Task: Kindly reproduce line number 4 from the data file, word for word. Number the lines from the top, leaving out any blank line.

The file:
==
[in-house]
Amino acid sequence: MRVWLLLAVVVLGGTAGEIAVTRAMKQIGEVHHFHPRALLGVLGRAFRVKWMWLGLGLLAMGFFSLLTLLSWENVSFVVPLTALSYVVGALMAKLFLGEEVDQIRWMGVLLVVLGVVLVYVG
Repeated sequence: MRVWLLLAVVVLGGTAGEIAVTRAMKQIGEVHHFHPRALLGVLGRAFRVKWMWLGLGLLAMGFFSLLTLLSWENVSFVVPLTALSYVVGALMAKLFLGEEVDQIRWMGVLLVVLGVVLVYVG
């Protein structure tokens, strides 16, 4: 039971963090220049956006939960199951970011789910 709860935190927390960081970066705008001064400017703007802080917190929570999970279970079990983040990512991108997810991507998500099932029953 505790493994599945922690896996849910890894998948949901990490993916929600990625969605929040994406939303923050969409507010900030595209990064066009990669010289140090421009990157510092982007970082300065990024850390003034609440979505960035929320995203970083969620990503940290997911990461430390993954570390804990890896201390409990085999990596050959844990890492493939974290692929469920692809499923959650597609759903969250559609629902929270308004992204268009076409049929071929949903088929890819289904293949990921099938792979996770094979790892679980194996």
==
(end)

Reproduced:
């Protein structure tokens, strides 16, 4: 039971963090220049956006939960199951970011789910 709860935190927390960081970066705008001064400017703007802080917190929570999970279970079990983040990512991108997810991507998500099932029953 505790493994599945922690896996849910890894998948949901990490993916929600990625969605929040994406939303923050969409507010900030595209990064066009990669010289140090421009990157510092982007970082300065990024850390003034609440979505960035929320995203970083969620990503940290997911990461430390993954570390804990890896201390409990085999990596050959844990890492493939974290692929469920692809499923959650597609759903969250559609629902929270308004992204268009076409049929071929949903088929890819289904293949990921099938792979996770094979790892679980194996």